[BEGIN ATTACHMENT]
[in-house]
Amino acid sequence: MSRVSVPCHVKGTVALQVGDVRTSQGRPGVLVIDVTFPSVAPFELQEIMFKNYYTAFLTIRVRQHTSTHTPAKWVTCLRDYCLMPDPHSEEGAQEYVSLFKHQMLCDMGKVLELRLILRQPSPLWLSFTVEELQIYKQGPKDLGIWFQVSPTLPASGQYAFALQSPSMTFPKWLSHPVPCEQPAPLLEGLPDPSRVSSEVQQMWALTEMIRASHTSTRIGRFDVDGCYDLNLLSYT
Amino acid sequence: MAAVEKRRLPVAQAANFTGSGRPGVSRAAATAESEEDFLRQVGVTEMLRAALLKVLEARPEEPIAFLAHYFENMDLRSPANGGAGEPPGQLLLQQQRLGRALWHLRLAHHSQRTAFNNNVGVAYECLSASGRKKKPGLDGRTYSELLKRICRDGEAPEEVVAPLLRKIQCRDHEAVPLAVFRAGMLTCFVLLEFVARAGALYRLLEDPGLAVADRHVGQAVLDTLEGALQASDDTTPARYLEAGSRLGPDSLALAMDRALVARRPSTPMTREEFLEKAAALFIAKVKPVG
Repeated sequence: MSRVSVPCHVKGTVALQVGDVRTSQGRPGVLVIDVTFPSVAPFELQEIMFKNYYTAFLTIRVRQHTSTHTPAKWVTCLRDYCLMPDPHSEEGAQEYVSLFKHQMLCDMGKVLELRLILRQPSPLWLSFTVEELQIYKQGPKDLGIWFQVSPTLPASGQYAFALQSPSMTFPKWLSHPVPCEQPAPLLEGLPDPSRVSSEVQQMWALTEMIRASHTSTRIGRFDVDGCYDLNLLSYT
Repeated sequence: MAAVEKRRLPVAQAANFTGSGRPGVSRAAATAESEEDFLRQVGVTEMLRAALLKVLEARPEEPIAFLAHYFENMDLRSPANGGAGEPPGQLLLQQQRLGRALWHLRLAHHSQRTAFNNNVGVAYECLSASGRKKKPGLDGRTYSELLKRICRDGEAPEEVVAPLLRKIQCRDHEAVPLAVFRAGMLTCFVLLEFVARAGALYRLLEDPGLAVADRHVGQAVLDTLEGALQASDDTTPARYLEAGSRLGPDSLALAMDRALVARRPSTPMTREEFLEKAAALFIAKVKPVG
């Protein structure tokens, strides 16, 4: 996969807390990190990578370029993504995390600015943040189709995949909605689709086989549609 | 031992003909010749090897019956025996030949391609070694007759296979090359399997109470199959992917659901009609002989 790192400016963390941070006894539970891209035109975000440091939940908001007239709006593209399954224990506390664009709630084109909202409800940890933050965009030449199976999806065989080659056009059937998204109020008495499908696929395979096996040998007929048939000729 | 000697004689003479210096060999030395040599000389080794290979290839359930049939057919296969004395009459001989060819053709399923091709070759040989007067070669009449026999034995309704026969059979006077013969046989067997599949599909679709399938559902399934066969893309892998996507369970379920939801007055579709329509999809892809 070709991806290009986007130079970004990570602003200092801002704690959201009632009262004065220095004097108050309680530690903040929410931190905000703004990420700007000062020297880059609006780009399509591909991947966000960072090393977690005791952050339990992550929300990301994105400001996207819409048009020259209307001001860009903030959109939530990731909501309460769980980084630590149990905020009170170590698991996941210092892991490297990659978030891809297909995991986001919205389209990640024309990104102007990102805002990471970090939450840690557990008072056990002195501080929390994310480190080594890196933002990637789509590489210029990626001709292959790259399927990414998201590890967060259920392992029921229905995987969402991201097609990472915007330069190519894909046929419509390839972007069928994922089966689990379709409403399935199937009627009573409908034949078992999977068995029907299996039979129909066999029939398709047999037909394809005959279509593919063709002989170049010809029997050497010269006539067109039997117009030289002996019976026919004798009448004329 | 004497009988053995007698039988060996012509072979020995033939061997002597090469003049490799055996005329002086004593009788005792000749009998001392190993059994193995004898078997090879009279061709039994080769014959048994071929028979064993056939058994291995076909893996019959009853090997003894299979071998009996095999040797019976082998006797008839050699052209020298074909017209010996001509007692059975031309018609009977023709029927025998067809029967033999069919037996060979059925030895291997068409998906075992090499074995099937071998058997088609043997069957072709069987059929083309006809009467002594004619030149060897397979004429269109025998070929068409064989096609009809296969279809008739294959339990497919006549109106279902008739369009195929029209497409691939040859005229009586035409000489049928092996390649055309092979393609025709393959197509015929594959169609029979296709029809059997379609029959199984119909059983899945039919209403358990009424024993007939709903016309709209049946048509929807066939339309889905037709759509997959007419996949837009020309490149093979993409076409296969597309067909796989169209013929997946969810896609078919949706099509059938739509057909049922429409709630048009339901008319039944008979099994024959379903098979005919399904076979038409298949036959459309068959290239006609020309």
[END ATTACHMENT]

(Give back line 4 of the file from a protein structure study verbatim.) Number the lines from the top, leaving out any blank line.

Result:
Repeated sequence: MSRVSVPCHVKGTVALQVGDVRTSQGRPGVLVIDVTFPSVAPFELQEIMFKNYYTAFLTIRVRQHTSTHTPAKWVTCLRDYCLMPDPHSEEGAQEYVSLFKHQMLCDMGKVLELRLILRQPSPLWLSFTVEELQIYKQGPKDLGIWFQVSPTLPASGQYAFALQSPSMTFPKWLSHPVPCEQPAPLLEGLPDPSRVSSEVQQMWALTEMIRASHTSTRIGRFDVDGCYDLNLLSYT